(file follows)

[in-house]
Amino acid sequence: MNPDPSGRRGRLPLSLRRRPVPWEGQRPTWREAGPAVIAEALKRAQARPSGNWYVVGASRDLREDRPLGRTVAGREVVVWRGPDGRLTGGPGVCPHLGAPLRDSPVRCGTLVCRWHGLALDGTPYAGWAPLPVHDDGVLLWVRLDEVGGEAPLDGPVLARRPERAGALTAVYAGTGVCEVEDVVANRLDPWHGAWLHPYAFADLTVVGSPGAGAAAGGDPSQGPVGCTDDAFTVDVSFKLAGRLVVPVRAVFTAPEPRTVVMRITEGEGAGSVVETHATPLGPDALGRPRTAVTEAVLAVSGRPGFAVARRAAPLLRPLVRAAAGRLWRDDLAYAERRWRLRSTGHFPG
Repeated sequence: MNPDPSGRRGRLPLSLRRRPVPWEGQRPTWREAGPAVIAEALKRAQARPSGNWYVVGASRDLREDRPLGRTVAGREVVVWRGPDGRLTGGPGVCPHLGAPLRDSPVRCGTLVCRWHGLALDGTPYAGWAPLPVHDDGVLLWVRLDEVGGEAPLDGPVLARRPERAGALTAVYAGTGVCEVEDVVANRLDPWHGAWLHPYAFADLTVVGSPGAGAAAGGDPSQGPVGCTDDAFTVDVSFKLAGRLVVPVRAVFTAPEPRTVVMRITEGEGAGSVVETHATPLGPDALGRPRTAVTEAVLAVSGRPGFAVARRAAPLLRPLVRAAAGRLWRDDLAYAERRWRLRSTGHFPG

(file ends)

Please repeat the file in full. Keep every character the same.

[in-house]
Amino acid sequence: MNPDPSGRRGRLPLSLRRRPVPWEGQRPTWREAGPAVIAEALKRAQARPSGNWYVVGASRDLREDRPLGRTVAGREVVVWRGPDGRLTGGPGVCPHLGAPLRDSPVRCGTLVCRWHGLALDGTPYAGWAPLPVHDDGVLLWVRLDEVGGEAPLDGPVLARRPERAGALTAVYAGTGVCEVEDVVANRLDPWHGAWLHPYAFADLTVVGSPGAGAAAGGDPSQGPVGCTDDAFTVDVSFKLAGRLVVPVRAVFTAPEPRTVVMRITEGEGAGSVVETHATPLGPDALGRPRTAVTEAVLAVSGRPGFAVARRAAPLLRPLVRAAAGRLWRDDLAYAERRWRLRSTGHFPG
Repeated sequence: MNPDPSGRRGRLPLSLRRRPVPWEGQRPTWREAGPAVIAEALKRAQARPSGNWYVVGASRDLREDRPLGRTVAGREVVVWRGPDGRLTGGPGVCPHLGAPLRDSPVRCGTLVCRWHGLALDGTPYAGWAPLPVHDDGVLLWVRLDEVGGEAPLDGPVLARRPERAGALTAVYAGTGVCEVEDVVANRLDPWHGAWLHPYAFADLTVVGSPGAGAAAGGDPSQGPVGCTDDAFTVDVSFKLAGRLVVPVRAVFTAPEPRTVVMRITEGEGAGSVVETHATPLGPDALGRPRTAVTEAVLAVSGRPGFAVARRAAPLLRPLVRAAAGRLWRDDLAYAERRWRLRSTGHFPG